El Paso Mayor Assesses Situation At The U.S. Border With Mexico
DAVID GREENE, HOST:
And let's go now to one of the cities that's being impacted by all of this that John mentioned, the city of El Paso, Texas. We have the city's mayor on the line with us, Dee Margo.
Mayor, thanks for taking the time. We appreciate it.
DEE MARGO: Sure. Happy to be here.
GREENE: John describing there migrants being held in pens underneath a highway bridge. Have you seen this?
MARGO: Yes. I have. He's correct.
GREENE: Can you...
MARGO: They're overwhelmed.
GREENE: Describe that to me, if you can.
MARGO: Well, the problem is the numbers that he referred to. You know, in fiscal year 2017, we had 12,000 come north from Central America that affected it in our fiscal year for El Paso. In '18, we had 18,000. Our fiscal year is 9-1 to 8-31. Since 9-1 of last year, to date, we've had 50,000 in El Paso. And it's all as a result of - excuse me - the laws. CBP's doing all they can do. ICE is doing all they can do. But people don't understand that there wasn't - the Trafficking Victim Protection Reauthorization Act of 2008...
MARGO: ...Which was a magnanimous gesture on behalf of our nation because of Central American youth and unaccompanied minors coming through Mexico up to the United States - we were concerned about the Mexican cartels grabbing these children or young people and turning them into drug mules or human trafficking that we made it easier to have asylum declared at our borders from Central America. The irony of it is that this law doesn't apply to Mexico. That's why we're not having the Mexicans come across.
GREENE: But you're saying that that law is what's leading to these big numbers that we're seeing today?
MARGO: I can guarantee it is. It is. It makes it too easy to...
GREENE: What is the solution?
MARGO: ...Except for asylum.
GREENE: What is the solution? What are you calling on Congress to do, if that's who you're pointing the finger at here?
MARGO: Well, they've got to revamp this law and the whole immigration process. They've not done anything for 30 years. There's been no intestinal fortitude exhibited on either side of the aisle, and our president needs to take the lead there. That's the humanitarian crisis, is changing the law. That's the problem.
GREENE: Can I just ask you - I mean, one person who has thought about this, the border, a lot is President Trump. And he just sent out a tweet just a few minutes ago. I mean, he said Mexico is doing nothing to help stop the flow of immigrants, that they're all talk and no action, and he says may close the southern border, exclamation point. Would that be helpful?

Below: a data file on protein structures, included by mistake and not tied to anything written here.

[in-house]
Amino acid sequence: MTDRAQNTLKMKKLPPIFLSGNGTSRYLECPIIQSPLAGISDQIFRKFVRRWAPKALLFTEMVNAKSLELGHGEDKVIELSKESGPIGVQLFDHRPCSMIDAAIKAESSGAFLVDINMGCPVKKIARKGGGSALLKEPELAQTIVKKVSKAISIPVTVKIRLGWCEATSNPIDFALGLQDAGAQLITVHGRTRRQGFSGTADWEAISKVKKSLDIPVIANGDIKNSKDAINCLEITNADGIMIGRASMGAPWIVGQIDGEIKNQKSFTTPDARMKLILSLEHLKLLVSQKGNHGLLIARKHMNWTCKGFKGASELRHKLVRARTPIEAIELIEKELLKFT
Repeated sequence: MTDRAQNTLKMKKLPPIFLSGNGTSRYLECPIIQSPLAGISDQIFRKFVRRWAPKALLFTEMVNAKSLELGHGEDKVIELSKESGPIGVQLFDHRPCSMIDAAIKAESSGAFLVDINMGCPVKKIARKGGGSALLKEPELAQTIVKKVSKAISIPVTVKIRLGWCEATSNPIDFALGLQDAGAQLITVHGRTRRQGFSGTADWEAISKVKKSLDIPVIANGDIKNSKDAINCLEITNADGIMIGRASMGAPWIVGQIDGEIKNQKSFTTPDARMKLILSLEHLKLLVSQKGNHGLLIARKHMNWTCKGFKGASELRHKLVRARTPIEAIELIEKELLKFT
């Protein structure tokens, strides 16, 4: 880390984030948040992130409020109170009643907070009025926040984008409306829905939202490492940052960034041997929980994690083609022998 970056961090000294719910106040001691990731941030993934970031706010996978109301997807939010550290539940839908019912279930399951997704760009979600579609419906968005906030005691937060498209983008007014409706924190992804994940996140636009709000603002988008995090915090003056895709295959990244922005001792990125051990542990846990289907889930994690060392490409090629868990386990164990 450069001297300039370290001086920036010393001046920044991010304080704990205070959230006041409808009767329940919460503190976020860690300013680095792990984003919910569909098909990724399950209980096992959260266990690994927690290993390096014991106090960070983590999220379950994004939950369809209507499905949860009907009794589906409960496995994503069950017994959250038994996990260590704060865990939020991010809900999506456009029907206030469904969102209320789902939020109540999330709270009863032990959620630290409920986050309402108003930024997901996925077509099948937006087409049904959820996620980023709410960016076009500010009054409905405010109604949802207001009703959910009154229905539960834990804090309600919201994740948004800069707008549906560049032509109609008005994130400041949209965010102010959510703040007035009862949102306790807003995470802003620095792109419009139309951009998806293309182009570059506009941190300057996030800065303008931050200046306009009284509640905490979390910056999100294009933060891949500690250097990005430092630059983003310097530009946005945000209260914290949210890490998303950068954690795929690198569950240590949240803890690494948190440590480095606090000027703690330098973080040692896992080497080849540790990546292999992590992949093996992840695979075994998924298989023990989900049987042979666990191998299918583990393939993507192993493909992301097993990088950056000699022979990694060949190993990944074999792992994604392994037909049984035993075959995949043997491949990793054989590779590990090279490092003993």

MARGO: From my vantage point, no. We have a hundred billion-plus in trade back and forth in imports and exports. We have six of the 28 bridges that cross from Texas to Mexico. They're taking people off our bridges. The wait time - we have 23,000 legal pedestrians that come north every day. We've got 13 million vehicles that come north every year. It affects us all the way around, from commerce - and the wait times on the bridges are approaching two hours. That's an environmental issue, while cars are just sitting there idling. It's a major problem. But the issue is not just Mexico and whatever they're doing. The issue is the lack of action by our Congress to deal with this.
GREENE: What does your city need most right now in dealing with these numbers going up so high?
MARGO: Well, we have an NGO called the Annunciation House that's processing them. They're not here longer than usually 24 to 48 hours, but we're becoming overwhelmed with the numbers. And our city office of emergency management does whatever it can do in the way of providing security and sometimes our - transportation is required. But you also have a lot of these migrants that are coming north with chicken pox, and mumps and things like that. So there are significant health issues.
GREENE: Dee Margo is the mayor of El Paso, Texas, joining us this morning. Thank you so much, Mayor.
MARGO: You bet.
NPR transcripts are created on a rush deadline by Verb8tm, Inc., an NPR contractor, and produced using a proprietary transcription process developed with NPR. This text may not be in its final form and may be updated or revised in the future. Accuracy and availability may vary. The authoritative record of NPR’s programming is the audio record.